Wrong planchet errors in FUN auctions are mistakes collectors like

What is an ‘Eagalo’ anyway, and why will it test the market for rare errors?
By , Coin World
Published : 12/31/16
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All eyes in the coin hobby will be watching Heritage’s auctions in Fort Lauderdale between Jan. 4 and 9, held in conjunction with the Florida United Numismatists 2017 convention Jan. 5 to 8. 

The firm will offer 18 featured collections included this year in the U.S. coin auctions, along with hundreds of other consignments from collectors and dealers. Two additional Heritage auctions featuring U.S. and world paper money are also scheduled for the convention.

Wrong planchet errors

There are wrong planchet errors that are obvious at first sight — 1943 Lincoln cents struck on bronze planchets rather than zinc-plated steel planchets come to mind — and there are others that are less clear at casual inspection. Heritage is offering a 2014 Amer­ican Eagle 1-ounce gold $50 bullion coin struck on a .9999 fine 1-ounce gold planchet intended for the American Buffalo 1-ounce gold $50 bullion coin.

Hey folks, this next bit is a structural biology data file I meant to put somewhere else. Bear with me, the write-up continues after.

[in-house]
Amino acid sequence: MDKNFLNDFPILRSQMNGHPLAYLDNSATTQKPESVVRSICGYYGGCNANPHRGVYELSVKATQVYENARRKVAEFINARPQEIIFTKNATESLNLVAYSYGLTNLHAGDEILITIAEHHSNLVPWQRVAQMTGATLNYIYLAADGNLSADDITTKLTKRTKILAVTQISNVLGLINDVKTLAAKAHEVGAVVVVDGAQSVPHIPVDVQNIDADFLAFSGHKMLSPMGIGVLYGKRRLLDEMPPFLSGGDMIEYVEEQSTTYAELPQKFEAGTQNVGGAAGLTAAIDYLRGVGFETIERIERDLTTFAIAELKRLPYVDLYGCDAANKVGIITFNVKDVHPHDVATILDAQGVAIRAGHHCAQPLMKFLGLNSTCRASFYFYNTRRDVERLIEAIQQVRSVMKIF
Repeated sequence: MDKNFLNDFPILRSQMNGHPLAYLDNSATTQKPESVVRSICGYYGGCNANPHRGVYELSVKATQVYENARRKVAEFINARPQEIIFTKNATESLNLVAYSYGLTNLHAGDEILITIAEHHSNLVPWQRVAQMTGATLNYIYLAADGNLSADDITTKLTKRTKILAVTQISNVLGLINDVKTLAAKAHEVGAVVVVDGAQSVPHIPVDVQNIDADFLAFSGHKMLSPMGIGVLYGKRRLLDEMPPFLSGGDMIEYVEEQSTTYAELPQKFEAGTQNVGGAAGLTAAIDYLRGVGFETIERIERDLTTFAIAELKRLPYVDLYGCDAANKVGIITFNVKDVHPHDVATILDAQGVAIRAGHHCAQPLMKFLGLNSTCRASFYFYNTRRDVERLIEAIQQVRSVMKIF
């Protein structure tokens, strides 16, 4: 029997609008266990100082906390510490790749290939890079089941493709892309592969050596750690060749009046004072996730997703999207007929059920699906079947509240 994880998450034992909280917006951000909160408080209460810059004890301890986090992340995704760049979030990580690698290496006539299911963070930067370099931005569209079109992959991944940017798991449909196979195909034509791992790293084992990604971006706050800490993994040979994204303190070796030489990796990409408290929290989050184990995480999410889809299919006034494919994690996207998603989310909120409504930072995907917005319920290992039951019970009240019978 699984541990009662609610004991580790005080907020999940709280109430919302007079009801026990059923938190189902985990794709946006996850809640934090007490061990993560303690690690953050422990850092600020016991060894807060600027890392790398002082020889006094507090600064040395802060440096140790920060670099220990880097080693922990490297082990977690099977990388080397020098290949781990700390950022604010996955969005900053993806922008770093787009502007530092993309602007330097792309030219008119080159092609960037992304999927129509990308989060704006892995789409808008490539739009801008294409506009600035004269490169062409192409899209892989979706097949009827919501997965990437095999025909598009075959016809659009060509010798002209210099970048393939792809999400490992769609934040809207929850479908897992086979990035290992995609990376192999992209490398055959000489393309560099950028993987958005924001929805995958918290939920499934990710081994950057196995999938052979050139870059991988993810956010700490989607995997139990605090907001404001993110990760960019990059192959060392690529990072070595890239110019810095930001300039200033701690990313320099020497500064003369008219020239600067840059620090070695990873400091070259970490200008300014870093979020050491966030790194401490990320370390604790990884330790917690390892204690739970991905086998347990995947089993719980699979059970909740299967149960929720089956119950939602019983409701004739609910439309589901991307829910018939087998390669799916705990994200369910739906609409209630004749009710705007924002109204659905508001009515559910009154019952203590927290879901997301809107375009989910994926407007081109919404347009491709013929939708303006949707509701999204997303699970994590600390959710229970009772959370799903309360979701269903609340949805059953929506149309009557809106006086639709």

Heritage has affectionately nicknamed it “Eagalo,” adding, “As uncommon as it is stunning, the type is the only wrong planchet error known in the entirety of United States gold coinage history.”

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In the Oct. 10, 2016, issue of Coin World, Paul Gilkes wrote that PCGS graded the error Mint State 69 after Oklahoma precious metal dealer APMEX submitted it to the grading service, having identified the coin’s gold fineness as suspect. A typical American Eagle gold planchet is 91.67 percent gold, 5.33 percent copper and 3 percent silver. In the story Gilkes wrote, “What the error is worth will be determined, according to some error coin experts, by what someone is willing to pay for it, either privately or at auction.” So, we’ll find out on Jan. 5 how the marketplace values this unusual error that visually looks very similar to a “normal” coin. 

Another interesting wrong-planchet error is a 1977-D Eisenhower dollar struck on a copper-silver clad planchet intended for San Francisco Bicentennial Eisenhower dollars carrying the dual dates of 1776-1976. It weighs slightly more than a copper-nickel clad Eisenhower dollar and has light straw-gold toning. Graded MS-63 by NGC, the transitional alloy error was previously offered at Heritage’s February 2014 New York auction where it realized $12,925.

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